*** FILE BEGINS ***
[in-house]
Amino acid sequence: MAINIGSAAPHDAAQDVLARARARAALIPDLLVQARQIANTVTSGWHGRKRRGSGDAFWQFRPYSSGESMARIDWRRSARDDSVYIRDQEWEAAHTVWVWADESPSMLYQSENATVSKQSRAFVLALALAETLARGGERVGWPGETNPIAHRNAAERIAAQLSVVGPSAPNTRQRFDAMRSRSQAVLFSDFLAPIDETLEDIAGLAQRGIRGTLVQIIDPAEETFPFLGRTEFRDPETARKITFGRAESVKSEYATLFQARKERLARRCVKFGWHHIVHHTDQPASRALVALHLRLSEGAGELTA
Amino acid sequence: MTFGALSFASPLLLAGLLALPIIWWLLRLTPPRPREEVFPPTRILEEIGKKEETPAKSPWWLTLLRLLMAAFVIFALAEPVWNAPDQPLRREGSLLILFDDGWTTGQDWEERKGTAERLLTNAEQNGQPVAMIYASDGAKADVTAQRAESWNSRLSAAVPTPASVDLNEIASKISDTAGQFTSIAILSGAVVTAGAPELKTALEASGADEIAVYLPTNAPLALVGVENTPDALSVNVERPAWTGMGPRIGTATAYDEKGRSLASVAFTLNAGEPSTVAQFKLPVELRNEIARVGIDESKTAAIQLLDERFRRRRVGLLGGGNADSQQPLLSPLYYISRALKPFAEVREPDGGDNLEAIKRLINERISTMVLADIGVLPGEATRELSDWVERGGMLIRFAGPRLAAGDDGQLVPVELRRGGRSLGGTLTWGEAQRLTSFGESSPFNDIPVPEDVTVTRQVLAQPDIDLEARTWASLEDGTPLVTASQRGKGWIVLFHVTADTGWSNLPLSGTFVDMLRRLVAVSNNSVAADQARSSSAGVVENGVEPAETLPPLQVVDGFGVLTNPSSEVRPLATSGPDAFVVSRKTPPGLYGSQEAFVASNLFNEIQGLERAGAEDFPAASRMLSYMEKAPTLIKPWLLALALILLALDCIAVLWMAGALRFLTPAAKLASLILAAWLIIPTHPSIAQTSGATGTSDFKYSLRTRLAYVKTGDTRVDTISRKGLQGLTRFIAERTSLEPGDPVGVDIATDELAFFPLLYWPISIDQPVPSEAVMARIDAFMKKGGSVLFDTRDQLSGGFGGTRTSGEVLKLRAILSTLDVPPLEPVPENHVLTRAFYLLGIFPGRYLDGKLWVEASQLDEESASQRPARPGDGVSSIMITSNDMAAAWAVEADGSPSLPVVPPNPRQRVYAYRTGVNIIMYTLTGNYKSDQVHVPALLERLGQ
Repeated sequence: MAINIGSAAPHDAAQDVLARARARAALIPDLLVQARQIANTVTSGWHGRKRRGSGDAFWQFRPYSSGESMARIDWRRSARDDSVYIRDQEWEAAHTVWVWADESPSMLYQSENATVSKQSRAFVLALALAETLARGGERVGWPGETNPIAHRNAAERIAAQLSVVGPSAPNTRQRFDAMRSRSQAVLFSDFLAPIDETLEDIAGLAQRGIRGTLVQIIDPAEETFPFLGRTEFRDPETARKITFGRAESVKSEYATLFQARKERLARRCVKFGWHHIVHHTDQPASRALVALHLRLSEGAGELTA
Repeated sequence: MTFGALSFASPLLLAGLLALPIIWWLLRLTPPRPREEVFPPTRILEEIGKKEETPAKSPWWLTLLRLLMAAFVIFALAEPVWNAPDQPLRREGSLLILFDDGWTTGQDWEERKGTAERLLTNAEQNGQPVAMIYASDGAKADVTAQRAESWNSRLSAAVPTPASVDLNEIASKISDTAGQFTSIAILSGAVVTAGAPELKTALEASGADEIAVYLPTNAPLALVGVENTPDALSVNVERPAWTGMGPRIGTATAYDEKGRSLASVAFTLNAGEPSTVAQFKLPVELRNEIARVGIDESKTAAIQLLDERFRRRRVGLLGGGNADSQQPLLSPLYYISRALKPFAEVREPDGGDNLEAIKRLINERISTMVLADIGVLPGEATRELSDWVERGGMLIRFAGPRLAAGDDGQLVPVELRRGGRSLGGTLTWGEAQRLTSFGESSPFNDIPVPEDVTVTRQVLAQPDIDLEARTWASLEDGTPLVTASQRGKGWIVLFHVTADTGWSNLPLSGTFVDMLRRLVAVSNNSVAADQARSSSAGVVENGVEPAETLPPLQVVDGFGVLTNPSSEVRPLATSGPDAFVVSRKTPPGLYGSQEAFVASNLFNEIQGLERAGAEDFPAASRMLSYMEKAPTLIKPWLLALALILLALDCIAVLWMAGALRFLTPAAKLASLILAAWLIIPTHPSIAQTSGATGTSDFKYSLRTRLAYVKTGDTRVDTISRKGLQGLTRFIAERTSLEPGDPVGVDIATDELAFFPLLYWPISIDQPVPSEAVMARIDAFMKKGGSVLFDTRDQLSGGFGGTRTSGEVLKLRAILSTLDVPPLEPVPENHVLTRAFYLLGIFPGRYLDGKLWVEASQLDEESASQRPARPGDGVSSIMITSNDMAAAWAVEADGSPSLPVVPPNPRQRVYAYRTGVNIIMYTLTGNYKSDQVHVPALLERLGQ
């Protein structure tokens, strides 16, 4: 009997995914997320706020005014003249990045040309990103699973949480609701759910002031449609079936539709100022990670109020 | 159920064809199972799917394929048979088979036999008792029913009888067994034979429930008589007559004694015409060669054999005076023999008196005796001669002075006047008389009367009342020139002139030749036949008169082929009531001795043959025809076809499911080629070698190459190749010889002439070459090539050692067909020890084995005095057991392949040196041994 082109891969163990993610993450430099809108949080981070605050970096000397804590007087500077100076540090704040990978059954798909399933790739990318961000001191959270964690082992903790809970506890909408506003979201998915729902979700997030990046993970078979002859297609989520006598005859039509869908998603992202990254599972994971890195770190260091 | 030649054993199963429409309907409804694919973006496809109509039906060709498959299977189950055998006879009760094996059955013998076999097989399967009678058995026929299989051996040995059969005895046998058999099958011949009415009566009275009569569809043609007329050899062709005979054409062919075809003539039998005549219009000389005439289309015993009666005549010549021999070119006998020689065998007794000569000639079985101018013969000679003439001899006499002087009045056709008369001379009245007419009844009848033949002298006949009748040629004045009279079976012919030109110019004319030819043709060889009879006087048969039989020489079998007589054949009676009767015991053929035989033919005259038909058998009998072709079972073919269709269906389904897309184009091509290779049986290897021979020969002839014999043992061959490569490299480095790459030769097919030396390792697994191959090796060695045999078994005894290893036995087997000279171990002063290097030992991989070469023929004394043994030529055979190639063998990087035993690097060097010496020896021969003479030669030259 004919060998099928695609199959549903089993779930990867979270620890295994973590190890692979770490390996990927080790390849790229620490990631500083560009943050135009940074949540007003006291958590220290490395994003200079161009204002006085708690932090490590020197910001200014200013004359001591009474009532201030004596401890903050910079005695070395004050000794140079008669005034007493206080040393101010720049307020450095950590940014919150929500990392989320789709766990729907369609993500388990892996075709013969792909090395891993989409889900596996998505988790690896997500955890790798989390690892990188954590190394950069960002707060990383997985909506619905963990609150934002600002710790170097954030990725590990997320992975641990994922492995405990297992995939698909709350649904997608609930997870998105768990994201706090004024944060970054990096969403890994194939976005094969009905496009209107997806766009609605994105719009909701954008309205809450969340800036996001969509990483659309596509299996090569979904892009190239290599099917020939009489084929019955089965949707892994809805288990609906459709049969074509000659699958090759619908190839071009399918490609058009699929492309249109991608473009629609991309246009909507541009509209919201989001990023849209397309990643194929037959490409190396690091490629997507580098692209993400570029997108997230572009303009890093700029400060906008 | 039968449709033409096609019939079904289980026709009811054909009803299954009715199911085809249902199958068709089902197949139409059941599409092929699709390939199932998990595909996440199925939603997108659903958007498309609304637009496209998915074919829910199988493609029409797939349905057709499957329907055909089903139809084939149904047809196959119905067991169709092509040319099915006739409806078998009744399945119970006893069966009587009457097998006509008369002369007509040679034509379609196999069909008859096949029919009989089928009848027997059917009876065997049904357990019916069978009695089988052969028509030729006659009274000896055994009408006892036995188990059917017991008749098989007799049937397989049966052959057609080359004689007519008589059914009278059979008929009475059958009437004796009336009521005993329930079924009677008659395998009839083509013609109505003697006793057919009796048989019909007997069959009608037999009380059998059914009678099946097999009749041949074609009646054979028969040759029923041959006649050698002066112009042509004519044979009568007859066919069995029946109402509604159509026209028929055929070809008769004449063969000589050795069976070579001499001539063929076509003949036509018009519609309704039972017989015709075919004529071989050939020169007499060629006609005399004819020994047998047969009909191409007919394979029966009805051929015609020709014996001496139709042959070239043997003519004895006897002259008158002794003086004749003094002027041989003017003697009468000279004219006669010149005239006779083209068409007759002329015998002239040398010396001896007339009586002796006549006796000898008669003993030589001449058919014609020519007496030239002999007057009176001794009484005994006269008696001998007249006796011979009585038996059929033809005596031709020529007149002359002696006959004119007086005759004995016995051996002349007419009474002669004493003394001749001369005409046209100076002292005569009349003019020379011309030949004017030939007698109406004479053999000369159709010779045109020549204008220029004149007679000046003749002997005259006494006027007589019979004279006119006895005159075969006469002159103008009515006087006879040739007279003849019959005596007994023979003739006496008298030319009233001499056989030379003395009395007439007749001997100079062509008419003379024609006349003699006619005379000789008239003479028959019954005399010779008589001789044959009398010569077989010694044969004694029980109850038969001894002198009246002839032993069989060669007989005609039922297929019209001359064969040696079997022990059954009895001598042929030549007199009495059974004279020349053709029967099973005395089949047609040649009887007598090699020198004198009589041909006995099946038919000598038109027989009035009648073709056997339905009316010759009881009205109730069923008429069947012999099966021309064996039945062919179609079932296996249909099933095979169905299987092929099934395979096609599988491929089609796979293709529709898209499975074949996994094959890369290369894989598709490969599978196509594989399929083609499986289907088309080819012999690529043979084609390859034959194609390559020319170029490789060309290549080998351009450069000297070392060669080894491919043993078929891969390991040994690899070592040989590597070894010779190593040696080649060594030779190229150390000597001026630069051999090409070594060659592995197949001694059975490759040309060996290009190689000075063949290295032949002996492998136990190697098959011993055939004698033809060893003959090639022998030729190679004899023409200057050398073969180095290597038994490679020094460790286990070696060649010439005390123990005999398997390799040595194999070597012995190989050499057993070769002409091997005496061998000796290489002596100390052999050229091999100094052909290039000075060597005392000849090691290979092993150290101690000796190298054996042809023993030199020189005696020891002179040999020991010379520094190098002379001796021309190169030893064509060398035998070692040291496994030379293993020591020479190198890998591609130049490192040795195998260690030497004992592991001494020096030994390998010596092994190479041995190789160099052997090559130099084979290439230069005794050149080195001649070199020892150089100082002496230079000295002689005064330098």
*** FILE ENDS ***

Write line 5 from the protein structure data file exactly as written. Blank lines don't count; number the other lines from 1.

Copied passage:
Repeated sequence: MTFGALSFASPLLLAGLLALPIIWWLLRLTPPRPREEVFPPTRILEEIGKKEETPAKSPWWLTLLRLLMAAFVIFALAEPVWNAPDQPLRREGSLLILFDDGWTTGQDWEERKGTAERLLTNAEQNGQPVAMIYASDGAKADVTAQRAESWNSRLSAAVPTPASVDLNEIASKISDTAGQFTSIAILSGAVVTAGAPELKTALEASGADEIAVYLPTNAPLALVGVENTPDALSVNVERPAWTGMGPRIGTATAYDEKGRSLASVAFTLNAGEPSTVAQFKLPVELRNEIARVGIDESKTAAIQLLDERFRRRRVGLLGGGNADSQQPLLSPLYYISRALKPFAEVREPDGGDNLEAIKRLINERISTMVLADIGVLPGEATRELSDWVERGGMLIRFAGPRLAAGDDGQLVPVELRRGGRSLGGTLTWGEAQRLTSFGESSPFNDIPVPEDVTVTRQVLAQPDIDLEARTWASLEDGTPLVTASQRGKGWIVLFHVTADTGWSNLPLSGTFVDMLRRLVAVSNNSVAADQARSSSAGVVENGVEPAETLPPLQVVDGFGVLTNPSSEVRPLATSGPDAFVVSRKTPPGLYGSQEAFVASNLFNEIQGLERAGAEDFPAASRMLSYMEKAPTLIKPWLLALALILLALDCIAVLWMAGALRFLTPAAKLASLILAAWLIIPTHPSIAQTSGATGTSDFKYSLRTRLAYVKTGDTRVDTISRKGLQGLTRFIAERTSLEPGDPVGVDIATDELAFFPLLYWPISIDQPVPSEAVMARIDAFMKKGGSVLFDTRDQLSGGFGGTRTSGEVLKLRAILSTLDVPPLEPVPENHVLTRAFYLLGIFPGRYLDGKLWVEASQLDEESASQRPARPGDGVSSIMITSNDMAAAWAVEADGSPSLPVVPPNPRQRVYAYRTGVNIIMYTLTGNYKSDQVHVPALLERLGQ